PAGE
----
The author’s recollections of a sporting boyhood will strike a chord with many readers, though few will probably have managed to participate in and/or watch as much sport as David Corns. As a cub and then a scout, at primary and then grammar school, in informal ‘gangs’ and then in clubs, he played football, cricket, rounders and Korfball, as well as swimming, running and long-jumping. He watched fine cricketers on the Green and world-class athletes at the News of the World ground, and he writes about it all with enthusiasm and total recall.
Stane Street in Upper Morden
In the autumn of 1963, construction works were carried out by Post Office Telephones for a new service chamber in the public pavement of London Road near the entrance to Morden Park. The opportunity was taken by Bill Rudd, in the brief time available, to examine and photograph the excavation before construction commenced. Chalk and flint layers appear to be authentic remains of the Roman road now known as Stane Street.
Textile Bleaching and Printing in Mitcham and Merton 1590-1870
This detailed study traces the history of the four major areas of textile bleaching and printing along the banks of the River Wandle within the ancient parishes of Mitcham and Merton – Willow Lane, Ravensbury, Phipps Bridge and Merton Abbey.
This volume has long been out of print, though copies can be consulted at Merton Heritage & Local Studies Centre.
However, the author has updated the information relating to the three Mitcham sites and has included this in the relevant volumes of Mitcham Histories.
The ‘Amery Mills’ of Merton Priory, the Copper Mills and the Board Mills
This booklet covers the history from 1086 to the 1990s of the site whose principal feature today is a Sainsbury’s superstore. Situated on the Wandle, it was used successively for the production of flour, dyestuffs, copper and paper.
The Archaeology of Mitcham to AD 700
This study brings together what is known of the archaeology of the area from earliest times until the end of the Dark Ages. The Anglo-Saxon cemetery at Mitcham is well-known, but the prehistoric and Roman discoveries are also worthy of mention.
This study was published by Merton Library Service on behalf of Merton Historical Society and is now out of print. Copies may be consulted at Merton Heritage & Local Studies Centre on the 2nd floor of Morden Library.
The Bridges and Roads of Mitcham
Bridges and Roads deals first with the construction and maintenance over the centuries of Mitcham’s bridges over the Wandle and the Graveney, and then with the history of its turnpike highways and its parish roads. The last section looks at some of the more romantic aspects of road travel in the past.
The Historic River Wandle 1: The Merton Section
This book is the first of a series portraying the history of the River Wandle in pictures, with a brief account adjacent to each illustration. The sites depicted are:
Garratt Copper Mill, Copper Mill Lane, Wimbledon
Connolly’s Leather Works, Wandle Bank, Wimbledon
The Merton Copper Mills, Merton High Street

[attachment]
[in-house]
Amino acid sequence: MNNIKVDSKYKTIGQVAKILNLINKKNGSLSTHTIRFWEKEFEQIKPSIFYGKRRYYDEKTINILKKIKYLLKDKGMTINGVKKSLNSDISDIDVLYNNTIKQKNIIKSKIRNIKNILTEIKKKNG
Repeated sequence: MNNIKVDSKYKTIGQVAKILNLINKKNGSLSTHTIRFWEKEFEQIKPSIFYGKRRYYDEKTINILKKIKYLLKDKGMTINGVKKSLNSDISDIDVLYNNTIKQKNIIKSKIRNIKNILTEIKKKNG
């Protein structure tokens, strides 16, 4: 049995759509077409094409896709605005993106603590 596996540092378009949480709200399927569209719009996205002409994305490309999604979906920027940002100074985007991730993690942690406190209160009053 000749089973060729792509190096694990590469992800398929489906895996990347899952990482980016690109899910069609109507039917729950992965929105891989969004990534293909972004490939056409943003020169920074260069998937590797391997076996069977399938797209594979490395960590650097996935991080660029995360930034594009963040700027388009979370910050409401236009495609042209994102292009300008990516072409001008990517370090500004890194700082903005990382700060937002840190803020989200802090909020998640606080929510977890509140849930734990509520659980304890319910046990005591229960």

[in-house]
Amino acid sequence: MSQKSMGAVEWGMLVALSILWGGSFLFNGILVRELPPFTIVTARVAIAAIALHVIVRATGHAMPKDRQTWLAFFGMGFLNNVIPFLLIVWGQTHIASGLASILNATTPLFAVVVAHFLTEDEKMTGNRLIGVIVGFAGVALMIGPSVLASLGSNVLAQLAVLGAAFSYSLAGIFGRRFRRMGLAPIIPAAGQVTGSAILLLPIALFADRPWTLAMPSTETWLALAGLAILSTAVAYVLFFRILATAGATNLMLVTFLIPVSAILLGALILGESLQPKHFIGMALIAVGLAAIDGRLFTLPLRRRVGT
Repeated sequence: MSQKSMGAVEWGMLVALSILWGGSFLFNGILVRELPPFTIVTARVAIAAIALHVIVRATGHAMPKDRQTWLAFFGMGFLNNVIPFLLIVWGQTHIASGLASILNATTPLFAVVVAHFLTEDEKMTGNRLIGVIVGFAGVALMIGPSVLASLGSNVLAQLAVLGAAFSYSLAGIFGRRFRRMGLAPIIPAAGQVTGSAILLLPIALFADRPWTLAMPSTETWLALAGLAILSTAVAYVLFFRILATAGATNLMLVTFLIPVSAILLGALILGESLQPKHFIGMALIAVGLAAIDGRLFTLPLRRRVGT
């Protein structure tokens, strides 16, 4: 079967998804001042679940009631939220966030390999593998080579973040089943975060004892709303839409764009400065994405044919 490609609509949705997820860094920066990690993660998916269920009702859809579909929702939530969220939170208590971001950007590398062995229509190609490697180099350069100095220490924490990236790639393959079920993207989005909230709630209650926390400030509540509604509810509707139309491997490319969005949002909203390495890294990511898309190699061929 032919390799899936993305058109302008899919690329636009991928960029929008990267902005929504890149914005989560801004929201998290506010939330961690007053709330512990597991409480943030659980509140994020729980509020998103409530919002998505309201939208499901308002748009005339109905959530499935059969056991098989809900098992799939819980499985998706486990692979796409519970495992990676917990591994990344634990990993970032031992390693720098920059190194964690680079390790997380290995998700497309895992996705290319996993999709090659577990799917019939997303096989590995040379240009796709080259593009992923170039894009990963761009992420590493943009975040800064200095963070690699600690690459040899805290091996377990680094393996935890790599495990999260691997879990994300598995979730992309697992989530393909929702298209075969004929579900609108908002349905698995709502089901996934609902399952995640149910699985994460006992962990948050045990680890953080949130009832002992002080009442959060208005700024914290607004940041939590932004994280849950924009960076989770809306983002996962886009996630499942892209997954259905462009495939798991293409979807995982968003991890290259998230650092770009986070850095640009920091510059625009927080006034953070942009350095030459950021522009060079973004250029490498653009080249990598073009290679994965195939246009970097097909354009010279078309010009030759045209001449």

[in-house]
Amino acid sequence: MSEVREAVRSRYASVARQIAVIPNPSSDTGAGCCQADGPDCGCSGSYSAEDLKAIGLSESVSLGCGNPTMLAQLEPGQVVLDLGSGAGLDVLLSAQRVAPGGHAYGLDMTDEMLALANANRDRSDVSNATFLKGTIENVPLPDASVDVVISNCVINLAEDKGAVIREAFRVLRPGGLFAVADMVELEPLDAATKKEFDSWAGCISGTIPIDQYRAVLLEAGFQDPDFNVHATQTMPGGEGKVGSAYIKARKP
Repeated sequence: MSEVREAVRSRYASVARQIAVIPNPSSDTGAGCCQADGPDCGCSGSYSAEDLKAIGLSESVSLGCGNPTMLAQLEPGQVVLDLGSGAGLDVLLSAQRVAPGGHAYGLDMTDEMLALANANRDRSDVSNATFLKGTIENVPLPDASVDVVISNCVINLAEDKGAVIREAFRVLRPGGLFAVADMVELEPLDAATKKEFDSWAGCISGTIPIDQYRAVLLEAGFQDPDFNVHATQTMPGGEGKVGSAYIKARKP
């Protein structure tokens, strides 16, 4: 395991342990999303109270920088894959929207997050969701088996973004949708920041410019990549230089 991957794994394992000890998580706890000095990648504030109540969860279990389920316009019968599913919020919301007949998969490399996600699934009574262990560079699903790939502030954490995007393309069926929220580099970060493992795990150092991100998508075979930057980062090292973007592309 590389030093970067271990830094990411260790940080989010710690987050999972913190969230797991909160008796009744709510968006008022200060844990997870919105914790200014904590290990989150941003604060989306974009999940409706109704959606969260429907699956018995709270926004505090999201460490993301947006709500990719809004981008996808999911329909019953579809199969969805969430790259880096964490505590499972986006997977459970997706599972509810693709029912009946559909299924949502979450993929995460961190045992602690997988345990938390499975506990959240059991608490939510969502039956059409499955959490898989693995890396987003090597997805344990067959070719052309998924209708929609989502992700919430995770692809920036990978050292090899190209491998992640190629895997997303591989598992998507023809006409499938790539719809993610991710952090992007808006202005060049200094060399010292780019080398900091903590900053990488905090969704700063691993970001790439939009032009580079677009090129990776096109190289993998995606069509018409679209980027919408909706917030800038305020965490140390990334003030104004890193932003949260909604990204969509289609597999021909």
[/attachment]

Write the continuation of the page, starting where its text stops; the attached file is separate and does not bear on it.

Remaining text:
Merton Abbey Print Works, Merton Abbey
William Morris Works, Merton Abbey
The Gateway in the Wall, Merton Abbey
Bennett’s Calico Printing Mill, Merton Abbey
Liberty Print Works, Merton Abbey
Liberty’s: The Wheel House and Colour House, Merton Abbey
The Angler’s Bridge, Merton Abbey
The Historic River Wandle 2: Phipps Bridge to Morden Hall
This book is the second of a series portraying the history of the River Wandle in pictures, with a brief account facing each illustration. The sites depicted are:
William Harland & Son Ltd, Phipps Bridge Road
Everett’s Place, Phipps Bridge Road
Wandle Villa, Phipps Bridge Road
The ‘Steam Washing Factory’, Phipps Bridge Road
Bunce’s Meadow, Morden Hall Park
Morden Hall, Morden Hall Road
The Snuff Mills, Morden Hall
Morden Cottage, Morden Hall
Morden Cottage, Morden Hall
Morden Lodge, Morden Hall Road
The Barn, Morden Hall Park
The Historic River Wandle 3: Ravensbury to Mill Green
This book is the third of a series portraying the history of the River Wandle in pictures, with a brief account facing each illustration. The sites depicted are:
Ravensbury Print Works
Harold F Bidder’s ‘Ravensbury Manor’
Richard Glover’s Morden Snuff Mill
The wheel at Mitcham Fibre Mills
John S. Deed & Sons’ Eagle Leather Works
Watercress beds near The Willows, Willow Lane
The mill house, the Logwood Mills, Willow Lane
The ‘Fisheries Cottage’
The Influence of Merton Priory
In this study Richard Chellew uses key documents relating to Merton priory to explore its reputation for piety, its roles as a training ground for saints and as a centre of learning, its political influence and its key role in helping to shape the English legal system. This booklet is illustrated by full-colour copies of the splendid facsimiles of the original documents specially prepared by a calligrapher from the College of Arms.
The Landmark Case of British Railways Board v Herrington
When six-year-old Peter Herrington, from Love Lane, Mitcham, was seriously burnt on the railway line between Mitcham and Morden Road stations in June 1965, he made legal history. In this study, Alan Walker, senior lecturer in law at Nottingham Trent University, explains the background to, and the implications of, this important case, which led to a change in the law and a new Act of Parliament.